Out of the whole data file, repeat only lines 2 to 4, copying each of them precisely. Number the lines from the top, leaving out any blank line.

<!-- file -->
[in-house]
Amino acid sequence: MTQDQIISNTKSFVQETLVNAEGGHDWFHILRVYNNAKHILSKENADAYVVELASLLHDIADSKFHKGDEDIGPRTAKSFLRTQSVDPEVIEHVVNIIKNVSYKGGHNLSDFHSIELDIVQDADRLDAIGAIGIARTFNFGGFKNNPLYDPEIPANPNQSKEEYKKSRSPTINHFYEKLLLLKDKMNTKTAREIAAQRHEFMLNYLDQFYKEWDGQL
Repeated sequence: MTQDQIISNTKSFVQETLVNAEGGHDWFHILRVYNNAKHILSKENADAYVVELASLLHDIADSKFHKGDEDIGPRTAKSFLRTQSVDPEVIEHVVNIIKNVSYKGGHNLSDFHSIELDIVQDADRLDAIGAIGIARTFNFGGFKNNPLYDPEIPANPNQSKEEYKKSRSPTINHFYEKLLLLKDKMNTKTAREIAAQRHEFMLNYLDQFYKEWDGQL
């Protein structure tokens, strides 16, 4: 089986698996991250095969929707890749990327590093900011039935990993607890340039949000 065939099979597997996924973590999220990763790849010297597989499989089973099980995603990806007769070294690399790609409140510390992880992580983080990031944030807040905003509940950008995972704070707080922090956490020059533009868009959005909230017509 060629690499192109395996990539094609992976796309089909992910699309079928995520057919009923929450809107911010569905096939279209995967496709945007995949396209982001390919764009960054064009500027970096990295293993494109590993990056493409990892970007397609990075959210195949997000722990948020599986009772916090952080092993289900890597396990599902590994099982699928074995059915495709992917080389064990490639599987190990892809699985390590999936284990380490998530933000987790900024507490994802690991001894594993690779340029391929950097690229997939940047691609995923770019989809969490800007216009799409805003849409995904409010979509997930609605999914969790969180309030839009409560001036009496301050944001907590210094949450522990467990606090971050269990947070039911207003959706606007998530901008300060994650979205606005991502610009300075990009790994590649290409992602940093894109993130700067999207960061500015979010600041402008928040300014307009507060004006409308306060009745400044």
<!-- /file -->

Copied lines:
Amino acid sequence: MTQDQIISNTKSFVQETLVNAEGGHDWFHILRVYNNAKHILSKENADAYVVELASLLHDIADSKFHKGDEDIGPRTAKSFLRTQSVDPEVIEHVVNIIKNVSYKGGHNLSDFHSIELDIVQDADRLDAIGAIGIARTFNFGGFKNNPLYDPEIPANPNQSKEEYKKSRSPTINHFYEKLLLLKDKMNTKTAREIAAQRHEFMLNYLDQFYKEWDGQL
Repeated sequence: MTQDQIISNTKSFVQETLVNAEGGHDWFHILRVYNNAKHILSKENADAYVVELASLLHDIADSKFHKGDEDIGPRTAKSFLRTQSVDPEVIEHVVNIIKNVSYKGGHNLSDFHSIELDIVQDADRLDAIGAIGIARTFNFGGFKNNPLYDPEIPANPNQSKEEYKKSRSPTINHFYEKLLLLKDKMNTKTAREIAAQRHEFMLNYLDQFYKEWDGQL
């Protein structure tokens, strides 16, 4: 089986698996991250095969929707890749990327590093900011039935990993607890340039949000 065939099979597997996924973590999220990763790849010297597989499989089973099980995603990806007769070294690399790609409140510390992880992580983080990031944030807040905003509940950008995972704070707080922090956490020059533009868009959005909230017509 060629690499192109395996990539094609992976796309089909992910699309079928995520057919009923929450809107911010569905096939279209995967496709945007995949396209982001390919764009960054064009500027970096990295293993494109590993990056493409990892970007397609990075959210195949997000722990948020599986009772916090952080092993289900890597396990599902590994099982699928074995059915495709992917080389064990490639599987190990892809699985390590999936284990380490998530933000987790900024507490994802690991001894594993690779340029391929950097690229997939940047691609995923770019989809969490800007216009799409805003849409995904409010979509997930609605999914969790969180309030839009409560001036009496301050944001907590210094949450522990467990606090971050269990947070039911207003959706606007998530901008300060994650979205606005991502610009300075990009790994590649290409992602940093894109993130700067999207960061500015979010600041402008928040300014307009507060004006409308306060009745400044």